Journal of Burma Studies - 22.2

Abstracts

 

Rethinking Land and Property in a “Transitioning” Myanmar: Representations of Isolation, Neglect, and Natural Decline

Elizabeth L. Rhoads and Courtney T. Wittekind

 

In this article, we assess ideas of “progress” in the evolution of Burma/Myanmar studies, asking whether shifting conditions might offer openings to reconsider narratives about the country. We question two recurring tropes consistent across the work of journalists, policy analysts and scholars: an alleged history of undifferentiated “isolation,” and the ensuing state of Burma/Myanmar following a seemingly “natural” decline. Such language reflects assumptions that otherwise go unspoken in accounts of Myanmar’s current transition. 


We consider descriptions of Yangon’s colonial architecture, asking what depictions of the city as having languished following the colonial era might tell us about assumptions in Burma/Myanmar studies. Such depictions are emblematic of a common trope in the literature, whereby historical narratives of isolation replace more dynamic accounts of interaction, particularly in regard to land and property. Drawing on work in Yangon and Shan State, we question common descriptive impulses related to the difficulty of accounting for history— including dependency on a conventional timeline broken into unquestioned periods, and recurring references to “isolation,” “nationalization” or “customary tenure” as glosses for the relations present in such periods. We ask how those analyzing Myanmar might progress beyond such impulses, cognizant that increased access to the country offers opportunities to trouble simplistic narratives, highlighting their political and intellectual perils.

 

“Transition” as a Migratory Model in Myanmar

Felix Girke and Judith Beyer

‘Transition’ has been a staple concept in political science, law, economics, and development studies for several decades. Easily transposed from the analytic context into everyday parlance, it carries a teleological sense of progress and promise, a ritualistic shedding of a ‘before’ as part of a present journey into a brighter future. Even where it is not defined any further, it can serve as a rallying cry, or a delaying tactic in the face of those demanding more radical change. Today’s use of ‘transition’ in reference to Myanmar found in scholarly, journalistic, and general idiom, then, is nothing new: ‘transition’ as a paradigm has a long history in places like Spain after Franco, during the democratization of Latin America, and in the post-Soviet spaces of Eastern Europe and Central Asia. After reviewing the literature on ‘transitology’, we focus on the anthropological critique of the paradigm that was taken up by political scientists when ever more countries were declared to be ‘in transition’. We argue that Myanmar is only the last example of states that are assigned a transitory stage of development. This article addresses the political agendas and the pitfalls that travel along with the paradigm.

 

Appraisal of Burma/Myanmar’s Roundabout Roadmaps

Khen Suan Khai

The peace process Burma/Myanmar has got a momentum since 2011, and both government and non-State actors including Ethnic Armed Organizations (EAOs), political parties, and civil society groups put endeavor to make the process move on. This article is a comparative study of the seven-step Roadmap of National League for Democracy (NLD) and the seven-step Roadmap of previous military junta State Peace and Development Council (SPDC). While the military junta tactfully reached six out of its seven-step Roadmap and strictly holds on to the 2008 Constitution. It guaranteed the Tatmadaw (Army) a fixed position both in politics and defense. In contrast, the civilian government and ethnic groups are struggling to sign a union agreement— the 21st century Panglong Conference Agreement. This article argues that amending the constitution in accordance with the union agreement and the subsequent approval of the amended constitution may cause tension and pressure to be dealt with by the government, the Tatmadaw and ethnic groups. If the stakeholders are capable to get the union agreement to amend the constitution, there will be a wider chance to build a democratic federal union as planned in the NLD’s seven-step road map.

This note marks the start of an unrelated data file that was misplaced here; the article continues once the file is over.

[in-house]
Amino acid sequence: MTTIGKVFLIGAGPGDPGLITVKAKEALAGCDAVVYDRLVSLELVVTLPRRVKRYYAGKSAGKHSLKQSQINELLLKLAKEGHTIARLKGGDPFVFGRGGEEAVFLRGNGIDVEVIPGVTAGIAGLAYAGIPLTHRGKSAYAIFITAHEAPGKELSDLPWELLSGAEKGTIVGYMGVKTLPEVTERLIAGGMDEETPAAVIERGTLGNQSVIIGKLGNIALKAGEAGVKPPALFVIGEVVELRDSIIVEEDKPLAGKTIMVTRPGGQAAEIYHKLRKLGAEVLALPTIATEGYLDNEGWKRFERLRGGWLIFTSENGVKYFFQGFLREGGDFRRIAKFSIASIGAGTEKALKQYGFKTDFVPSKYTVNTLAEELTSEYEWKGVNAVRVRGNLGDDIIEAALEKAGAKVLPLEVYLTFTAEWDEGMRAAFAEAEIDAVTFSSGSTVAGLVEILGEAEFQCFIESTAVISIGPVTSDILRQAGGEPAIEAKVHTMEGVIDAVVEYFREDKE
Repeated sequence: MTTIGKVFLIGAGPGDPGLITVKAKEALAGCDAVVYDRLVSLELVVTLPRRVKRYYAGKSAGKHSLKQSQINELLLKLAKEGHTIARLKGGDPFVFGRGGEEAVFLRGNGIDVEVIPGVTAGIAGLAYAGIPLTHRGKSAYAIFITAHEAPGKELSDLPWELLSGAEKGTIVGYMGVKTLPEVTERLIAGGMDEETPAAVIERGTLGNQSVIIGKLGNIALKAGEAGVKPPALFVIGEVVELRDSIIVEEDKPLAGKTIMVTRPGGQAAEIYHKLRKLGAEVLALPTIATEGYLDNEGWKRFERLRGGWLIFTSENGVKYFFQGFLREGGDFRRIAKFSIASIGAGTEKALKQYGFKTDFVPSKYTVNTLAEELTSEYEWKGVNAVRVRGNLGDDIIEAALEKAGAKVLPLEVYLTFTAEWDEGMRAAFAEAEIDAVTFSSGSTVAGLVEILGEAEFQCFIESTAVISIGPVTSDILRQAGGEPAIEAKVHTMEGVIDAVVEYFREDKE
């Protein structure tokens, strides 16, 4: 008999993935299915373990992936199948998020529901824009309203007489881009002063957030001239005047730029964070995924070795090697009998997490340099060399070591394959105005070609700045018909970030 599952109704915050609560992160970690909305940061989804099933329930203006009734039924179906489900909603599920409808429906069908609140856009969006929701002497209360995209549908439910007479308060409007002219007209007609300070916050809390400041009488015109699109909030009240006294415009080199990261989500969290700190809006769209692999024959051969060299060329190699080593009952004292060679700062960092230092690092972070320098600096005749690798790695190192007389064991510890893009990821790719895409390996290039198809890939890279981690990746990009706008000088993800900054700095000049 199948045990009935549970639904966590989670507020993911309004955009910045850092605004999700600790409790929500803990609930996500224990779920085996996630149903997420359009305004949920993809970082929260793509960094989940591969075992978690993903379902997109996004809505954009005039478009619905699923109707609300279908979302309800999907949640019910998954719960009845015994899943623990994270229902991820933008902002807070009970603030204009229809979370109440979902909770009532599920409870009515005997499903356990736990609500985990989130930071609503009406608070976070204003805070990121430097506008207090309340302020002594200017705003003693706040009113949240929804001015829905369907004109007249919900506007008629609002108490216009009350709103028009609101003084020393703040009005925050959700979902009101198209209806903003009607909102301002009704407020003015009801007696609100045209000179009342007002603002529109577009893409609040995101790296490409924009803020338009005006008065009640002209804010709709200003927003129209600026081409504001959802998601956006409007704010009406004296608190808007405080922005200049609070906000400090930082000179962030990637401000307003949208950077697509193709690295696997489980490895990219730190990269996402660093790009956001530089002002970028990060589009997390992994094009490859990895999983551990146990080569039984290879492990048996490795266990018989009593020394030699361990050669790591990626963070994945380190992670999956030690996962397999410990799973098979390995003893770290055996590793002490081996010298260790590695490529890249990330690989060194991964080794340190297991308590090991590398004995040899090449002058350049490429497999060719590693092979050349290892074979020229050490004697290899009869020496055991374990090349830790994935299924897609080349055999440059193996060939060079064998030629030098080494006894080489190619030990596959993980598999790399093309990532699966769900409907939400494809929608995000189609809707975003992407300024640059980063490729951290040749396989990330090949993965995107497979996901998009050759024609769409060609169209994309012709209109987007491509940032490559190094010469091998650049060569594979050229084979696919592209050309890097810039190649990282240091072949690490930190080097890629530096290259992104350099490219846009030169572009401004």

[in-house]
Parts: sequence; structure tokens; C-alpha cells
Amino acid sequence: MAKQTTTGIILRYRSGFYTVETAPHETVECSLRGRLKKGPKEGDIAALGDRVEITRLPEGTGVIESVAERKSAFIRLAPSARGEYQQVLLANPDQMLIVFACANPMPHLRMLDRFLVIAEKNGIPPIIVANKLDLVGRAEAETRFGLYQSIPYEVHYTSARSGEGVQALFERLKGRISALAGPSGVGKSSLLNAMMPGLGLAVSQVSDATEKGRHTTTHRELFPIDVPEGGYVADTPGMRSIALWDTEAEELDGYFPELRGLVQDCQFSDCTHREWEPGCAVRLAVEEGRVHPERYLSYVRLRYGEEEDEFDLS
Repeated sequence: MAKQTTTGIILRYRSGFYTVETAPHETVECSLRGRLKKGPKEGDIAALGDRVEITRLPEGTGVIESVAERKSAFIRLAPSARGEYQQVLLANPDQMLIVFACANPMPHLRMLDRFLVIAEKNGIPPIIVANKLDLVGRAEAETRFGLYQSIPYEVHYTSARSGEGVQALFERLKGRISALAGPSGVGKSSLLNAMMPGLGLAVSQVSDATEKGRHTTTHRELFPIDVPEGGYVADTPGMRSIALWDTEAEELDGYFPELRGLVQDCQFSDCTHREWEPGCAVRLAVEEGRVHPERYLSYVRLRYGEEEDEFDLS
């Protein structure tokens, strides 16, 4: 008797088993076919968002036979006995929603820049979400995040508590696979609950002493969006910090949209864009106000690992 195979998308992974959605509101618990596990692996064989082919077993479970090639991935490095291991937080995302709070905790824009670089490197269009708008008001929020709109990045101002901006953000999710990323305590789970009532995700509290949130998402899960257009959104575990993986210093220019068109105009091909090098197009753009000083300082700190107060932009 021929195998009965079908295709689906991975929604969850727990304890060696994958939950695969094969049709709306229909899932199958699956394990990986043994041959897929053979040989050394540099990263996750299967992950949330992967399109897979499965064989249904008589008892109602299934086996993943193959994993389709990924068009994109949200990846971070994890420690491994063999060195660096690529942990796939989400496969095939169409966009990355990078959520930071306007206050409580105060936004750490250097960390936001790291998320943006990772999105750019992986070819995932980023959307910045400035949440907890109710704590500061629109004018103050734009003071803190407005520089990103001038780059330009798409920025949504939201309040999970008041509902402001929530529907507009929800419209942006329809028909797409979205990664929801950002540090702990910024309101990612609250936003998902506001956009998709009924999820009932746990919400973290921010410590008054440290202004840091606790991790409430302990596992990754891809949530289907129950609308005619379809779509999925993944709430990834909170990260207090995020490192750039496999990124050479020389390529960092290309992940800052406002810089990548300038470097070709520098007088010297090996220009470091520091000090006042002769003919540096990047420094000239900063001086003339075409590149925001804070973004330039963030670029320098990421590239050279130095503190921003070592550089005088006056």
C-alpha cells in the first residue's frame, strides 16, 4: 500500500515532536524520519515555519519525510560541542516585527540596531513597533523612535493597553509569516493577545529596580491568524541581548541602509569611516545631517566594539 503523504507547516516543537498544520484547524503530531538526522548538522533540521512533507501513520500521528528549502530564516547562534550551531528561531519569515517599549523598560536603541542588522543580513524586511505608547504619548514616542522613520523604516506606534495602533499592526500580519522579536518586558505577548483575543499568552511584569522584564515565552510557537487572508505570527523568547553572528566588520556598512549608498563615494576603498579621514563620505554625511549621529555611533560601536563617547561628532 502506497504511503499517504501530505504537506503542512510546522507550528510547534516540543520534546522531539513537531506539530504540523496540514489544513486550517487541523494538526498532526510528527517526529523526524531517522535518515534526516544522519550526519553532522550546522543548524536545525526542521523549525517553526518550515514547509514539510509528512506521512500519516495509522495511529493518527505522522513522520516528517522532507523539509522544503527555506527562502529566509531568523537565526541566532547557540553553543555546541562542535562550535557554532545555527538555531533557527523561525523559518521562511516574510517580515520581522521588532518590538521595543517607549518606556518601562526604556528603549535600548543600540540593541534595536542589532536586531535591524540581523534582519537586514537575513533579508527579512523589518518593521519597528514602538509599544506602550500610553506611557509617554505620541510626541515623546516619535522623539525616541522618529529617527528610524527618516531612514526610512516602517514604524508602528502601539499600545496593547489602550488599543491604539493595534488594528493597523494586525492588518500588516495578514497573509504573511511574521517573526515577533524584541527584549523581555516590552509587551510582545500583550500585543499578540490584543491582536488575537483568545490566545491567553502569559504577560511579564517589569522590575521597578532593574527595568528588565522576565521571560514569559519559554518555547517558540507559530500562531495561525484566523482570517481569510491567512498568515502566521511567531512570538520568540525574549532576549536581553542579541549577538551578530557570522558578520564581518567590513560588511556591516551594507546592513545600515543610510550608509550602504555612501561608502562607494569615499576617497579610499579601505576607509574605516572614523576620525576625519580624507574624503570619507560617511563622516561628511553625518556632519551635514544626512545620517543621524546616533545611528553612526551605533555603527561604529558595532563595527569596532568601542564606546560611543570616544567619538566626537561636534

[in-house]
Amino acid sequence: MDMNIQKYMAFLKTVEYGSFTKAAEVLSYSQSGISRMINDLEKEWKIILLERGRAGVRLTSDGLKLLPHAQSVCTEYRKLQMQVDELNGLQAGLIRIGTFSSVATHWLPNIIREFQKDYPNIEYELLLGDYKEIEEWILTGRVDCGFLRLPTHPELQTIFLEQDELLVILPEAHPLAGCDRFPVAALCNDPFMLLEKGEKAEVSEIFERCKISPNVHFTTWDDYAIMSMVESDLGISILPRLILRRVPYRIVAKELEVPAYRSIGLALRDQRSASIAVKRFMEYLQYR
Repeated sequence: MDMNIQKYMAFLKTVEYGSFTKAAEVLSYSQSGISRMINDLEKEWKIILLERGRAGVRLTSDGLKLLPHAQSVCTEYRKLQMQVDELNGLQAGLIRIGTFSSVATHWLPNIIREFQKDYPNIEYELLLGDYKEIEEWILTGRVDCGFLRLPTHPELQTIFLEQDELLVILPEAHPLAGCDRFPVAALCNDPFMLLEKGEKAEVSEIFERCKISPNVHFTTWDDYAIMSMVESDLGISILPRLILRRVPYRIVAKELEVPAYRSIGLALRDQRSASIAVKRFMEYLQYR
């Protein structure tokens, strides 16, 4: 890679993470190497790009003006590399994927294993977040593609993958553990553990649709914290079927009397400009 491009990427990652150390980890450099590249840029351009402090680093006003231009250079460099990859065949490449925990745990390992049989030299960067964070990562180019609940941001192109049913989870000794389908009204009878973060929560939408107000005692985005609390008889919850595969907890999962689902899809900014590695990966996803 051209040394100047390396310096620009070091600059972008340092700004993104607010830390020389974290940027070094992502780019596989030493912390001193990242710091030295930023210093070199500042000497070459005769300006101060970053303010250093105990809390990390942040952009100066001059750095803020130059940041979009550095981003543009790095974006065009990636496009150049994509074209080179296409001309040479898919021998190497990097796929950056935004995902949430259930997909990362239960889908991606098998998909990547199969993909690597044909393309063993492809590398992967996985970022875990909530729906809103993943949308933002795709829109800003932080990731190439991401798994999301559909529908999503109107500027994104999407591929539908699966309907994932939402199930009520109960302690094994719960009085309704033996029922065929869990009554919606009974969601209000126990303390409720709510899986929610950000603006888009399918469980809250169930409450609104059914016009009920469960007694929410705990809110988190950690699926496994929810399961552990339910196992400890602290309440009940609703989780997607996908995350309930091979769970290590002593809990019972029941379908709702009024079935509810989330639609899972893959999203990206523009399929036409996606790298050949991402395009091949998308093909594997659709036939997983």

Road Plans and Planned Roads: Entangled Geographies, Spatiotemporal Frames, and Territorial Claims-making in Myanmar’s Southern Shan State

Courtney T. Wittekind

In this article, I investigate conflicting claims to land made in the peri-urban areas of Taunggyi, in Myanmar's Shan state, where decades of ethnic insurgency, the negotiation of ceasefire agreements, and resultant military-state development strategies have figured land as a primary site and object of struggle. Yet, as I argue in this paper, it is not only land that is at stake in ongoing conflicts, but also the incongruous conceptions of space and time that motivate such claims. By exploring case studies linked to proposed road construction in Pa-O majority regions, I develop an approach to "land grabs"- and the counter claims-making they impel- that foregrounds the spatiotemporal, showing how distinct senses of time are activated, embodied, and re-animated through encounters with particular spaces. In this, I specifically argue that the linear, historical timeline embraced by state authorities-a timeline tied to sequential notions of advancement, modernization, and democratization - cannot be taken as fact; instead, it must be considered alongside alternate conceptualizations, through which the notion of a single narrative of "progress" might be opened up to contain alternative notions of past and present, and with them, new political possibilities.